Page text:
By studying only the prefigured kata, repeating it always in the same order and form, when one is involved in a sudden attack, one becomes nervous and could make a wrong decision. This is why it is necessary to prepare for unpredictable situations, from an unconventional attack, at a surprise moment. In the early days of the Kodokan no distinction was made between randori and kata, but the form was explained as one advanced in the randori.

At the beginning, Kano taught the original kata of Tenshin Shin Yo or Kito Ryu. Each of these schools presented merits, but also faults. Then he first created the kata of the nage-waza with 10 forms, which then became 15, the same number existing now, even though kata-guruma and sumi-otoshi have been modified. He created  different kata because the initial teaching method, which inserted the kata into randori, was not practical for many students.

Today, the katame-no-kata also includes 15 hon (basic techniques), which were previously 10. The main waza of osae-komi, shime-waza and kansetsu-waza were chosen. These were used to understand the mechanics and strategies of the core tachi-waza and ne-waza library.

 

Later came kime-no-kata, which today includes 20 hon (8 of idori and 12 of tachi ai). At the beginning of this Kata this there were only 14/15 hon.

Nage and katame-no-kata are the randori base. Kime-no-kata was called ‘shobu-no-kata, which is the name of the real combat of  ancient ju jitsu.

It should not be generalised, but the impression is that today's kata is devoid of spirit, when compared with what was once performed.

Note 3 - Development of Kata Structures

Today kata is practissd separately from  randori, but its original function was aimed at educating free exercise, suggesting strategies (nage and katame), influencing the general action (kime and ju), or even the inner attitude (koshiki and itsutsu-no-kata). For this reason the original kyu of the ryu were inadequate for the purposes of judo, so the most useful were chosen and by modifying them the shobu-no-kata was created, that is today's kime-no-kata.

To create the katame-no-kata and kime-no-kata, some  ju jitsu masters from other regions, that had merged into the Dai Nippon Butoku Kai, also came to help. It happened in the 39th year of the Meiji period, when Viscount Oura was the president of the Butoku Kai. People from different ryu-ha came to practise, each practising his own style, but the president wanted to unify the practice by spreading kata patterns common to all of Japan.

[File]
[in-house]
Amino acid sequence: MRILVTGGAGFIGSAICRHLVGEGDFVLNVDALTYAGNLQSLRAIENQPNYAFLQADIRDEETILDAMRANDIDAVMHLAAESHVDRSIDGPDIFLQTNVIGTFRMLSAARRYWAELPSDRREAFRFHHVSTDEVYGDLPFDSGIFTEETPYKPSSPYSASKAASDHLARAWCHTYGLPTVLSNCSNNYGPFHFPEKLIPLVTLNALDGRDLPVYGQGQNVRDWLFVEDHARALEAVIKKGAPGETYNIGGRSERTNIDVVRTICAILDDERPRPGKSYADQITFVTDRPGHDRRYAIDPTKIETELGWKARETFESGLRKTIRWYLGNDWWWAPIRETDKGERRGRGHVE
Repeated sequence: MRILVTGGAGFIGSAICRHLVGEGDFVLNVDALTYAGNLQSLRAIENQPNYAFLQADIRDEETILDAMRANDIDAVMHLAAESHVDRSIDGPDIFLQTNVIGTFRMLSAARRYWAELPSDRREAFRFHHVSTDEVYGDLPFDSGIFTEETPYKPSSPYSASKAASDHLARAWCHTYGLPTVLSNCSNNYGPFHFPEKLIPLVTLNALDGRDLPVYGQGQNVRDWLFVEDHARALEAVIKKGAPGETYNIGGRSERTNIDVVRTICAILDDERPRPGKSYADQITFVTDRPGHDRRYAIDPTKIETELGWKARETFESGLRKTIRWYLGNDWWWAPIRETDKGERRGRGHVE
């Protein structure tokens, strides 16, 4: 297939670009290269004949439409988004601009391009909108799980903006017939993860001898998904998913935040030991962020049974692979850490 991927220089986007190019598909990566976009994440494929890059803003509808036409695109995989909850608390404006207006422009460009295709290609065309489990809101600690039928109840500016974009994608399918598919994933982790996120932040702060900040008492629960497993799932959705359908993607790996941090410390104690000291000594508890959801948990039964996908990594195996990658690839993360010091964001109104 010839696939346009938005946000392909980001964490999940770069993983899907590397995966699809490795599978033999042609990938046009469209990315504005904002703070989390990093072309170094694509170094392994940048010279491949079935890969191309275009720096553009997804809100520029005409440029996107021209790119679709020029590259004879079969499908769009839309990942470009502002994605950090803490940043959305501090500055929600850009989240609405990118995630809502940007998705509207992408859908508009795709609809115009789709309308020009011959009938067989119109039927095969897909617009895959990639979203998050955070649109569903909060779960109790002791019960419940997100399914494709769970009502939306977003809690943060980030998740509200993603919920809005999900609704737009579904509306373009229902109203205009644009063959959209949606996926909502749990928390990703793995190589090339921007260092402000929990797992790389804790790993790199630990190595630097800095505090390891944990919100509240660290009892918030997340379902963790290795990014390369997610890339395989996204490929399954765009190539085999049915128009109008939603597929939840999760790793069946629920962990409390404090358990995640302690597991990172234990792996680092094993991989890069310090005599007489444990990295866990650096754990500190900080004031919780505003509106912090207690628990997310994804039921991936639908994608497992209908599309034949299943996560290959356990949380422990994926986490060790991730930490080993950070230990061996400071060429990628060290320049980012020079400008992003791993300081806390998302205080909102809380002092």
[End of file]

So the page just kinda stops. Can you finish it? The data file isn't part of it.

Two school heads were suggested, Totsuka Hidemi and Hoshino Kumon, who were given the task of choosing a group of experts in the various regions, to form a commission to discuss and decide a system of forms valid for the whole nation. Kano provided the arguments for discussion, with a proposal on kata. The president accepted. Discussion continued based on prepared notes by Jigoro Kano, on the shobu-no-kata of the Kodokan. By adding new hon, we have established that  idori contained 8 and tachiai 12. This structure corresponds to the concept of the Kodokan; the new hon were designed by me and accepted after being discussed, until everyone was convinced of their usefulness.

 

Similarly, Kodokan's katame-no-kata counted 10 hon, but we added 5. Although all this was done for the Butoku kai, responding to my concept of Kano, we can say that this kata was valid for the Butoku kai as much as for the Kodokan.

About the nage-no-kata, there was no-one, among the numerous commissioners, who opposed the proposal formulated by Kano, so without any modification the Kodokan kata was adopted by the Butoku kai. 

Franco Capelletti

Yawara-no-kata

Yawara-no-kata was not officially shared by Butoku kai; its concept is detached from the traditional one of jiu jutsu and is pure kata of Kodokan judo, but this kata was practised by many exponents of Butoku kai.

Itsutsu-no-kata

This kata is not complete. The first two movements are taken from the Kito ryu, while the following 3 did not exist in traditional jiu jitsu. The school of Kito was widespread through the warriors (bushi) of Japan and naturally the peripheral branches easily accumulated technical variations, remaining faithful only to the principles of transmission.